Volume II, No. 2, Winter 1974
Fall in the Ozarks has got to be the best time of the year. The trees are beautiful with orange and red leaves. It makes me feel proud that I'm a part of this heritage.
This is the second year and the second staff of publication. We now have twenty-two members, eleven of last year and ten new ones. Two students, Susan and Genetta, have moved. We were sorry to see them go for both added a lot to the staff. Genetta would do any job you wanted her to do, from typing to layouts to running errands. Susan was on the summer staff and we all got to like her very much. She would try to draw anything we asked her to. She even drew me so I could have it for this article. Since Susan was art editor, her assistant, Alexa, is now the art editor. We also have a new member on the staff, Caryn.
There are several stores in the community which help us out by selling our magazine in their store. Since this was beginning to be quite a job, delivering magazines and sending bills, we decided to have a new department called book sales. Verna is now the book sales editor.
George Kastler told us the story on "Cave Crawling" in the fifth issue needed a correction. Instead of gasoline lantern on page 42, it should have been "Coleman white gas lantern". George has been very helpful on all of our cave stories. No matter what time of the day or how the weather is he is always willing to take a group to a cave, or loan us some books to help us on writing our cave stories. The one in this issue is about the geological aspects of caves and there are more to come.
Mr. John Cox, last year's vocal music teacher who has moved to Kansas, came in the other day to renew his subscription with a whole jar full of pennies. He's been saving them ever since he paid for his first subscription--also with pennies. We accepted it gratefully, for even pennies will do for a subscription. We were very glad to see him. Mr. Cox has helped us with both of our soundsheets; in fact, if it hadn't been for him we might not have been able to have them. Several of our subscribers have told us they enjoyed the soundsheets very much.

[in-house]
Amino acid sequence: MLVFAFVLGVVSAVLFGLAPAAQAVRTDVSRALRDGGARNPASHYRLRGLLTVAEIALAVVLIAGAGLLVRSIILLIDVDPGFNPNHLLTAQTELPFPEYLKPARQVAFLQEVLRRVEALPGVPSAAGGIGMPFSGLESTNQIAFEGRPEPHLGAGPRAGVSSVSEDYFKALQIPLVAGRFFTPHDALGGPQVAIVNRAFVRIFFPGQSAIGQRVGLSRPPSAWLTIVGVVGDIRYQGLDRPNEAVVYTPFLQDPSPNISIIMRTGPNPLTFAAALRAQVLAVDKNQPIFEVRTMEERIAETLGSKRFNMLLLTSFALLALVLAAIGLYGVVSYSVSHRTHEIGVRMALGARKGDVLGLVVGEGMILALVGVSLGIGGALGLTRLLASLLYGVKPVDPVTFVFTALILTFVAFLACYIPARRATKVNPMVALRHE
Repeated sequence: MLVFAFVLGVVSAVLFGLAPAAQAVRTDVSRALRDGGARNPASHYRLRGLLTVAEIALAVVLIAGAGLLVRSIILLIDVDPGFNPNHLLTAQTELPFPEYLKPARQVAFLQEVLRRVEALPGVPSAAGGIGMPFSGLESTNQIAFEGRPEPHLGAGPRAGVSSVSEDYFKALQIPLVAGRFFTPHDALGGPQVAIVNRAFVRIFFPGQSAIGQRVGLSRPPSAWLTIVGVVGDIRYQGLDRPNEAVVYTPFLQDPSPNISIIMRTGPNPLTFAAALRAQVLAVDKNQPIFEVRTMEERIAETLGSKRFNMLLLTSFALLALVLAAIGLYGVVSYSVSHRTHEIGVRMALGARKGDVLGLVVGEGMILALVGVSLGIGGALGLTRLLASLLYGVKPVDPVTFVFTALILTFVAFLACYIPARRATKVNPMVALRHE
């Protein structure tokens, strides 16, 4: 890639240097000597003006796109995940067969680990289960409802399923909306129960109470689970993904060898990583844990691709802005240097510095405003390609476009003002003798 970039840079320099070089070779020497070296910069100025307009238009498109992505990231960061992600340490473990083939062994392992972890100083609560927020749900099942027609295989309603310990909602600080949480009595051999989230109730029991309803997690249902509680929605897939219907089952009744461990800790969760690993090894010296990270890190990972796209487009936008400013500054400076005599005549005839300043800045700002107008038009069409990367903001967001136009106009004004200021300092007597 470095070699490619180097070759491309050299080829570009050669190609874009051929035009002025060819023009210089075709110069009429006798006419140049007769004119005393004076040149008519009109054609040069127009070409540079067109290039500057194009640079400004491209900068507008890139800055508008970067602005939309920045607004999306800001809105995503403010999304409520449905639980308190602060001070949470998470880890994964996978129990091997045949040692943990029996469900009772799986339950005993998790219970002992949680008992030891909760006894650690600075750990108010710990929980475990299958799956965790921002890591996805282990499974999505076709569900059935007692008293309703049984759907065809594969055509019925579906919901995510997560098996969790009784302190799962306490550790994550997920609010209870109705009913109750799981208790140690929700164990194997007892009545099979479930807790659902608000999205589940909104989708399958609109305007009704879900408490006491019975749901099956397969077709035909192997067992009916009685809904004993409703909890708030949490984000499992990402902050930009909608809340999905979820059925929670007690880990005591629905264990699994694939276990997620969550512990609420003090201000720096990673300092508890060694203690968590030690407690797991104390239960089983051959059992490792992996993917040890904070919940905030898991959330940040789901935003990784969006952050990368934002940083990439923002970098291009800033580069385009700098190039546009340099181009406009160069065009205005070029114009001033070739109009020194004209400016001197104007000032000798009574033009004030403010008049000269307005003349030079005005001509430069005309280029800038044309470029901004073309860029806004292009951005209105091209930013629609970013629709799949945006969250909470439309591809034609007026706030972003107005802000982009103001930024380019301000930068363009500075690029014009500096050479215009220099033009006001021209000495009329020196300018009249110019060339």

The Missouri State Council on the Arts, and the National Endowment on the Arts, has provided many libraries in Missouri with a subscription to BITTERSWEET. We hope that through the libraries people can read it who otherwise may not have the chance. It may also bring in a few extra subscriptions, which we are always glad to get.
FROM OUR READERS
Dear Mrs. Massey:
Thank you very much for the copies of BITTERSWEET. In these days of too much hyperbole
and superlatives it's hazardous to believe in their sincerity. But I'll take that chance because
BITTERSWEET is truly an amazingly excellent publication from anybody, and especially so from
high school students.
Besides doing a service to the region and its people, in preserving records of a passing way of life, the students obviously have developed within themselves an appreciation of the people and their customs.
I'm sure that much credit also is due you as sponsor of the project, and I congratulate everyone connected with it on a highly interesting, truly excellent job. Best wishes for your continued success.
W. R. Nunn
Staff of BITTERSWEET:
I'd like to compliment you on the excellent job which you've done publishing your magazine BITTERSWEET. I'm sure many people have spent long hours preparing and researching for your magazine. In spite of the excellence of your work I find that the articles don't interest me to any great degree. It's slightly interesting to know how to make lye soap or molasse, but since these articles have no relevancy to me and they don't bring any fond memories to mind for me I'm not renewing my subscription. Keep up the good work anyway.
Dear BITTERSWEET Staff:
Do you still have for sale any copies of your first issue? It's the only one I lack, and I'd like to
have a complete set.
Congratulations on an excellent publication. The whole magazine is entertaining and educational, but the attached records have made a real bargain.
Yes, we still have copies of all back issues at $2.00 each or a special price to subscribers for $1.50.
In HILL RECIPES, it would be nice if the yields and size of pans were told. I'd also like to see
more poems, please. The ones you do have are very good.
Keep up the good work.
Mark T. Hill
Yes, we agree. And we hope this time we have made it easier to read the recipes. Thank you for your suggestion.
I can think of no nicer gift to present a friend than a year subscription to BITTERSWEET.
Gift subscriptions are available at $6.00 a year. We can also send a complete set of Volume I for Christmas gifts at $6.00 to subscribers and $6.50 for others.
We have received several letters from libraries whom MSCA have provided with subcriptions.
We were very happy to receive our first issue of BITTERSWEET. You are to be commended for
compiling such a beautiful and informative periodical pertaining to our heritage.
we anticipate our patrons exhibiting a great interest in each colorful issue. We believe BITTERSWEET will fill a need in helping create a new awareness among our citizens of the uniqueness of our particular culture.
Current River Regional Doniphan, MO
Copyright © 1981 BITTERSWEET, INC.